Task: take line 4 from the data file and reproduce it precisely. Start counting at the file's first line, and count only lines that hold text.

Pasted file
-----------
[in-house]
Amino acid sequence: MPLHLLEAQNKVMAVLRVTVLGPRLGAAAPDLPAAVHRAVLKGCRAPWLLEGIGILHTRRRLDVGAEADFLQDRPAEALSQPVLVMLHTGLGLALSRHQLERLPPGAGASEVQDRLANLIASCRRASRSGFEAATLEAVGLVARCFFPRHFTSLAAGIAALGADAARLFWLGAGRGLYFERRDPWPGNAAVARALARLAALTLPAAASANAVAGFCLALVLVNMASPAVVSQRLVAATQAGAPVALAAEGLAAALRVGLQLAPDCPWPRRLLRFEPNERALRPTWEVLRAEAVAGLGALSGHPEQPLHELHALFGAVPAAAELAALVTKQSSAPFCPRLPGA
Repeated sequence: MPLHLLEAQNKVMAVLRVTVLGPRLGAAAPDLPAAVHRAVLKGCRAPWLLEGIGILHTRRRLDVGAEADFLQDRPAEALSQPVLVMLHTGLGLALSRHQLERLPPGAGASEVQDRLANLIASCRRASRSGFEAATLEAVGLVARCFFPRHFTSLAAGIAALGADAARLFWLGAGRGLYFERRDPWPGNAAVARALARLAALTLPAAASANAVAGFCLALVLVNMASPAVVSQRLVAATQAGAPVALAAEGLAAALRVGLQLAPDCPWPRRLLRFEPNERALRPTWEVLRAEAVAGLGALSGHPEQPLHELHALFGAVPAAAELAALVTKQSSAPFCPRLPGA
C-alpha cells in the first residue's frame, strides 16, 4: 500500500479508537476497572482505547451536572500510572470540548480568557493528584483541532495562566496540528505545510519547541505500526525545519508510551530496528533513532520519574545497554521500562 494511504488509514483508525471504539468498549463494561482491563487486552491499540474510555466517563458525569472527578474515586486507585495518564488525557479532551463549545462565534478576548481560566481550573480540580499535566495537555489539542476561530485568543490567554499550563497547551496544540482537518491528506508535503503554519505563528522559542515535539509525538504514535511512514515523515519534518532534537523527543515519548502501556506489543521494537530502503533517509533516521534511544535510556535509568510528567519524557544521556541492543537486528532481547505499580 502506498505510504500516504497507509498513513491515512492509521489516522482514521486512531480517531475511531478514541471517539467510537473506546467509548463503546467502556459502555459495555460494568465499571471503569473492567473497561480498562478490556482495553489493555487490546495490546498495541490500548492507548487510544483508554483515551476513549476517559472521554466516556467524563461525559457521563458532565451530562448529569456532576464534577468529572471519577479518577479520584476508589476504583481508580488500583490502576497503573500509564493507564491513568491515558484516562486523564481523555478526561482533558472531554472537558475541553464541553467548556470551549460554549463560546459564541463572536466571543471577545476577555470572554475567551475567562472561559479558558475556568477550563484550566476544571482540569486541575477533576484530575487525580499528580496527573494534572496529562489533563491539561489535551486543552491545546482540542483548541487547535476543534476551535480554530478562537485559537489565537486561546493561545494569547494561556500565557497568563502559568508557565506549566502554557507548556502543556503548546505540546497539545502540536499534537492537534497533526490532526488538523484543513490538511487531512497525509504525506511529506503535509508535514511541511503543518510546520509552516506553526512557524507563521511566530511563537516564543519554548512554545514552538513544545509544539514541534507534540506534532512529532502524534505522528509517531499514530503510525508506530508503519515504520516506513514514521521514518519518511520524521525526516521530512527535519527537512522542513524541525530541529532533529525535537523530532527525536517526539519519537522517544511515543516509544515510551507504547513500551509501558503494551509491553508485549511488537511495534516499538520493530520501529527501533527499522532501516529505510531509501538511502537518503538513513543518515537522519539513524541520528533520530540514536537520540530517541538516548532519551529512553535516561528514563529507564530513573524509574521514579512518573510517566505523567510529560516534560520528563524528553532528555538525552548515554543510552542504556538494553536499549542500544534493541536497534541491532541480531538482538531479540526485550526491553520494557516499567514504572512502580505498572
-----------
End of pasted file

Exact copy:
C-alpha cells in the first residue's frame, strides 16, 4: 500500500479508537476497572482505547451536572500510572470540548480568557493528584483541532495562566496540528505545510519547541505500526525545519508510551530496528533513532520519574545497554521500562 494511504488509514483508525471504539468498549463494561482491563487486552491499540474510555466517563458525569472527578474515586486507585495518564488525557479532551463549545462565534478576548481560566481550573480540580499535566495537555489539542476561530485568543490567554499550563497547551496544540482537518491528506508535503503554519505563528522559542515535539509525538504514535511512514515523515519534518532534537523527543515519548502501556506489543521494537530502503533517509533516521534511544535510556535509568510528567519524557544521556541492543537486528532481547505499580 502506498505510504500516504497507509498513513491515512492509521489516522482514521486512531480517531475511531478514541471517539467510537473506546467509548463503546467502556459502555459495555460494568465499571471503569473492567473497561480498562478490556482495553489493555487490546495490546498495541490500548492507548487510544483508554483515551476513549476517559472521554466516556467524563461525559457521563458532565451530562448529569456532576464534577468529572471519577479518577479520584476508589476504583481508580488500583490502576497503573500509564493507564491513568491515558484516562486523564481523555478526561482533558472531554472537558475541553464541553467548556470551549460554549463560546459564541463572536466571543471577545476577555470572554475567551475567562472561559479558558475556568477550563484550566476544571482540569486541575477533576484530575487525580499528580496527573494534572496529562489533563491539561489535551486543552491545546482540542483548541487547535476543534476551535480554530478562537485559537489565537486561546493561545494569547494561556500565557497568563502559568508557565506549566502554557507548556502543556503548546505540546497539545502540536499534537492537534497533526490532526488538523484543513490538511487531512497525509504525506511529506503535509508535514511541511503543518510546520509552516506553526512557524507563521511566530511563537516564543519554548512554545514552538513544545509544539514541534507534540506534532512529532502524534505522528509517531499514530503510525508506530508503519515504520516506513514514521521514518519518511520524521525526516521530512527535519527537512522542513524541525530541529532533529525535537523530532527525536517526539519519537522517544511515543516509544515510551507504547513500551509501558503494551509491553508485549511488537511495534516499538520493530520501529527501533527499522532501516529505510531509501538511502537518503538513513543518515537522519539513524541520528533520530540514536537520540530517541538516548532519551529512553535516561528514563529507564530513573524509574521514579512518573510517566505523567510529560516534560520528563524528553532528555538525552548515554543510552542504556538494553536499549542500544534493541536497534541491532541480531538482538531479540526485550526491553520494557516499567514504572512502580505498572